She grew up in the western mountains of Maine, in a small town where the sulphur scent of the paper mill was called ‘the smell of money’. Her house was just up the hill from the library, and she spent many hours walking up and down that hill. She wanted to be a writer, and to have her book on the shelf of the Rumford Public Library.
She wrote her first novel at the age of 11. It was about a girl wizard and was more or less a gender-flipped imitation of Ursula LeGuin’s A Wizard of Earthsea. She wrote it by hand in a spiral-bound notebook and included illustrations and maps.
She studied English Literature at Brown University in Rhode Island and Cambridge University in the UK, and then did an M.Phil. degree by research on fairies in Victorian and Edwardian children’s literature. As this had very few practical applications, she became a secondary school English teacher. It was about at this point that she realised that if she wanted to become a novelist, she should probably start writing novels.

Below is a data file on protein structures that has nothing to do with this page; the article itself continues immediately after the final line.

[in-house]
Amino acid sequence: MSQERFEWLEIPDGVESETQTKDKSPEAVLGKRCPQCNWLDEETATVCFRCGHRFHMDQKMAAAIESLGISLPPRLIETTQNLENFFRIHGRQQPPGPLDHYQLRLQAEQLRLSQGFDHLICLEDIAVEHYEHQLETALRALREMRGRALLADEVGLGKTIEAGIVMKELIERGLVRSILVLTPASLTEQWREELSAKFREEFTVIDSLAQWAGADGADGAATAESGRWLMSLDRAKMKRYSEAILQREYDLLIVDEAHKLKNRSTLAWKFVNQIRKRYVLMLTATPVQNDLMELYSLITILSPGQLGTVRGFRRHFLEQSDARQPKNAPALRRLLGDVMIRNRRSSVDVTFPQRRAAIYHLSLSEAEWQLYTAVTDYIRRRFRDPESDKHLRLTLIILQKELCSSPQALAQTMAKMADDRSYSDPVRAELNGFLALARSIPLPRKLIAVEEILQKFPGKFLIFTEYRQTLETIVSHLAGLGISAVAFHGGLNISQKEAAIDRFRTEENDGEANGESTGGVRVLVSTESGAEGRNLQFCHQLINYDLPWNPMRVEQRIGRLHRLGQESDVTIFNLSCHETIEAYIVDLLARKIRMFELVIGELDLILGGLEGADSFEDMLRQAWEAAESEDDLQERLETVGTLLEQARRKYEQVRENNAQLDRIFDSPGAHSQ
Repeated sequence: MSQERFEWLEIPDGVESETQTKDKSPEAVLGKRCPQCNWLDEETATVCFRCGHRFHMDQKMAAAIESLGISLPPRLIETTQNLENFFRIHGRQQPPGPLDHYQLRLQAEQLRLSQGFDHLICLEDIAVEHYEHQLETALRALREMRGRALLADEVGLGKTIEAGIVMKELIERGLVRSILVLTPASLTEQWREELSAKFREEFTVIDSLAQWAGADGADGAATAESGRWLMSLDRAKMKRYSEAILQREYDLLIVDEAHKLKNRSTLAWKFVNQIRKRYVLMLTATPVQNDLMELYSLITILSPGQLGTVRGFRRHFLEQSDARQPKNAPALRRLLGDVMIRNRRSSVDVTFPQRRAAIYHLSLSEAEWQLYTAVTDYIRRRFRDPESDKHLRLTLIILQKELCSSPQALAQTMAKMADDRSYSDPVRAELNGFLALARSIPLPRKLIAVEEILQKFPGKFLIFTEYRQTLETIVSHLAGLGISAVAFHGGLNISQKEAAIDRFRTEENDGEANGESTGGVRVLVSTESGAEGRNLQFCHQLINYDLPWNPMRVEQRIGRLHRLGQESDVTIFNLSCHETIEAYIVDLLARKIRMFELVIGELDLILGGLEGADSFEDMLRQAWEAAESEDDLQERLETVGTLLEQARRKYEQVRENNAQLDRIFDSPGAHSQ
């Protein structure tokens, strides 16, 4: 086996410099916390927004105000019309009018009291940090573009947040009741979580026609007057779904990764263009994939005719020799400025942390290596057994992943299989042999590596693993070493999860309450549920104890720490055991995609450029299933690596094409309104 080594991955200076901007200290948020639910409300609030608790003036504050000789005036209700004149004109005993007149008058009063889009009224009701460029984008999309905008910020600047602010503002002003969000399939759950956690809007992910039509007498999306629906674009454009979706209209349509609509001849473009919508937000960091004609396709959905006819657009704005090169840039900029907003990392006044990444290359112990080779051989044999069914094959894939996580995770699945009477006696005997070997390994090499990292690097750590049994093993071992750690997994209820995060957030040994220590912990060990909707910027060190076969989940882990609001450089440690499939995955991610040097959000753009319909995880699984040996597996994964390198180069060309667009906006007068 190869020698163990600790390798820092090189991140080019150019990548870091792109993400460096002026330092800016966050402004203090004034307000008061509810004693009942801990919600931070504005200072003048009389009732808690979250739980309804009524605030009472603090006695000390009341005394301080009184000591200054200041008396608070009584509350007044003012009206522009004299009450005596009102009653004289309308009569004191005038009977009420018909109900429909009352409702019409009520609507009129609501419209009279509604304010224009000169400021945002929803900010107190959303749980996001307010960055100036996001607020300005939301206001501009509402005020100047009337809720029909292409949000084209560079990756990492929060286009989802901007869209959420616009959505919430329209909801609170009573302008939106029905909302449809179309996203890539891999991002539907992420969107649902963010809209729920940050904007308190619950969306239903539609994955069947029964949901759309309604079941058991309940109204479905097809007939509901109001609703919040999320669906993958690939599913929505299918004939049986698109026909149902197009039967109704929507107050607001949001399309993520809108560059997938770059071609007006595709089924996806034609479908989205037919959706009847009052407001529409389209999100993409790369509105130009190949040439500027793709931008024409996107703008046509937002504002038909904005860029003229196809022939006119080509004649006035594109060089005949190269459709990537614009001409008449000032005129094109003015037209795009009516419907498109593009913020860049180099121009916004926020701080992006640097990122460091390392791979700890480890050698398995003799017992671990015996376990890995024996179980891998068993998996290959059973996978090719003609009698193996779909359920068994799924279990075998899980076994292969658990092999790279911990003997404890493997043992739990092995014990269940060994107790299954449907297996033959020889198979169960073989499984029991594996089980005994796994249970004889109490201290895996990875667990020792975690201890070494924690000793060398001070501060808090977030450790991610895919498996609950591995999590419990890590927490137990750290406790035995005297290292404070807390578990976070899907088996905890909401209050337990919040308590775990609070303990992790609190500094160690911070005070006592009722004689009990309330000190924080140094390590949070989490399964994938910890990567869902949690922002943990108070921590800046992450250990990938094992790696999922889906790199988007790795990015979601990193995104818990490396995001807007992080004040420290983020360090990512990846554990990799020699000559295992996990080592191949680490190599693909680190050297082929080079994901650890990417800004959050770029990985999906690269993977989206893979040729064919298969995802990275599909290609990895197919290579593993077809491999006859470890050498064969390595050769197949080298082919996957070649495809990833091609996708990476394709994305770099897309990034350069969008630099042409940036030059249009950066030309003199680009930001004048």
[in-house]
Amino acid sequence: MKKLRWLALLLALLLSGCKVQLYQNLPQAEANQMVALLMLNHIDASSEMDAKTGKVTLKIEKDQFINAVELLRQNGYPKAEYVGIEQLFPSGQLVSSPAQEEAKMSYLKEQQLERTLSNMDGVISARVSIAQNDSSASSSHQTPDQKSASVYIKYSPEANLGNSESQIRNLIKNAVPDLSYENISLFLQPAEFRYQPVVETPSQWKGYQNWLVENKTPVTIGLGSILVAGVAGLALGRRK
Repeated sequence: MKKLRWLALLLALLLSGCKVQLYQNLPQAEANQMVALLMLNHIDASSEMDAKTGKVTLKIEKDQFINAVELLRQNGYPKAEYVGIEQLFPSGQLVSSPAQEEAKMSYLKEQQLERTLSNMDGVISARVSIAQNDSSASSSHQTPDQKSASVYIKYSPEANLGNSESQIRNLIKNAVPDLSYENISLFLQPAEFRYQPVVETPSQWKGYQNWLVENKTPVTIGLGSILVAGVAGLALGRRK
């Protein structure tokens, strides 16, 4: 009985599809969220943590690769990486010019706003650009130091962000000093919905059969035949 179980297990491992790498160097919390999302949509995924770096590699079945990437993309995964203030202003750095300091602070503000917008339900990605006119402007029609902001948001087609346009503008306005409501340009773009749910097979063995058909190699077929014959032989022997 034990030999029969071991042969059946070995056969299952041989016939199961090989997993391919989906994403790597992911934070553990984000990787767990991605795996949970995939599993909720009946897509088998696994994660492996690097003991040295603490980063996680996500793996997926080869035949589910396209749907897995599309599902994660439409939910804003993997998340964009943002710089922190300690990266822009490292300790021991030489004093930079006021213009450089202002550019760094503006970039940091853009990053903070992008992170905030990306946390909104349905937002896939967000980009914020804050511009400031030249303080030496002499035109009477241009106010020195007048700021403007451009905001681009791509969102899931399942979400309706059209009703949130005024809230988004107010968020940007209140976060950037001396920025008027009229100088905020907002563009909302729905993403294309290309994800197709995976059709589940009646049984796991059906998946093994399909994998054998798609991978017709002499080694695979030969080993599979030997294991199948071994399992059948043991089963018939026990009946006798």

At first, she failed. In her previous life she had always been pretty good at what she tried to do, so it was difficult when her novels kept getting rejected. She didn’t knew then what she knows now: that writing is a process of getting a good idea and then failing to execute it. The wrong words always come before the right ones.
She kept writing and eventually she found some of the right words. Her novels have been translated into fifteen languages and sold nearly a million copies worldwide. Her book Dear thing was a Richard and Judy Book Club pick. Her latest novel, Together, was published by Orion in hardback July 2017. It was a top book club pick in the Independent, Vogue, Elle and Red magazine, and a number one Amazon bestseller.
© picnicontheshelf, June 20, 2018
he teaches creative writing workshops – for The Guardian, Literature Wales, and Writers’ Workshop, among